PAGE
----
I haven't seen information on citations issued for failure to heed the guideleines protecting the commons of the people! Lose Lose all around!

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    It's like SARS all over again

    I just heard of a martial arts tour to China that cancelled this summer.

    Here's my personal account of traveling in China during the SARS epidemic: Shaolin Trips - Episode Two: Reigning in at the Brink of the Precipice

    Bird Flu Fears Mount in China as Herbal Remedies Run Out
    By Bloomberg News - Apr 17, 2013 8:06 AM PT

    A popular herb called ban lan gen, or blue root, has been flying off pharmacy shelves across China as local governments encourage people to consider traditional remedies to ward off the latest bird flu virus.

    With scientists so far unable to pinpoint the H7N9 influenza virus’ animal host, locals are preparing for a possible pandemic by stocking up on popular plant remedies as well as face masks and hand sanitizers and other over-the- counter medicines.

    “Chinese people associate ban lan gen with anti-virus,” said Shen Jiangang, assistant director for research at the Chinese University of Hong Kong’s School of Chinese Medicine. “So when they hear about bird flu, they immediately think it might be effective to protect themselves although there is no experimental evidence.”

    Ayurvedic and Chinese medicines have used the remedy for centuries. Scientists have proved it can relieve bacterial conjunctivitis in eye drops and found it has an antiviral effect in test tubes. There is no test to show it works against influenza.

    That hasn’t stopped buyers. Chinese consumers, especially older ones, tend to believe in traditional formulations especially when it comes to cold and flu remedies, said Iwona Mamczur, an analyst at Mintel International Group Ltd. The market for over-the-counter medicines was worth 77.5 billion yuan ($12.5 billion) in 2011, according to a report from the London-based researcher.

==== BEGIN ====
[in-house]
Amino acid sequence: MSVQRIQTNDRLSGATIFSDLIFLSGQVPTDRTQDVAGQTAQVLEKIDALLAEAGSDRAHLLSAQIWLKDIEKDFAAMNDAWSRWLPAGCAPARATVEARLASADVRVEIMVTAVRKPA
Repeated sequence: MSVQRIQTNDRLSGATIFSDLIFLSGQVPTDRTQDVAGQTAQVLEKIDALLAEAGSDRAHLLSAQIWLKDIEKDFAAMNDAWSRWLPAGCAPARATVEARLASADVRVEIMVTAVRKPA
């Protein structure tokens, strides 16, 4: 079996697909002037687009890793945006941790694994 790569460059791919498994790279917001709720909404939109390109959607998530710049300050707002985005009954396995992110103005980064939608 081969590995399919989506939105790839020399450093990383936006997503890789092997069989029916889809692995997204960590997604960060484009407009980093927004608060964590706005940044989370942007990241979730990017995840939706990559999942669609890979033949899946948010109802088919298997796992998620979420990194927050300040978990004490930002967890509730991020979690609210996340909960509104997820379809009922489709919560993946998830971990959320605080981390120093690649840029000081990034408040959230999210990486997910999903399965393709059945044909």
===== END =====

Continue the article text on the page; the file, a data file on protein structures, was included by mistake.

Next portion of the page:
Warm Drink

    Ban lan gen is the root of a flowering plant known as dyer’s woad or indigo woad, and found in southeastern Europe, central Asia and eastern Siberia. The roots are dried and often processed into granules, which consumers ingest dissolved in hot water or tea. According to traditional Chinese medicine, which seeks to balance heat and cold in the body, the root can help clear the heat triggered by a viral attack, Shen said.

    Patients should take the remedy under the guidance of a trained health practitioner, said Albert Leung, who heads Hong Kong University’s School of Chinese Medicine.

    Huashi Pharmacy, located in Shanghai near the eastern bank of the Huangpu river, has started replenishing supplies of ban lan gen daily instead of weekly and still struggles to meet demand, according to pharmacy worker Zhang Zhijin.

    Sales of facial masks have also gone up 10 times from before the H7N9 infections announcements, hand sanitizer has sold out, and companies have been bulk-ordering alcohol wipes for their employees, Zhang said.

    Face Masks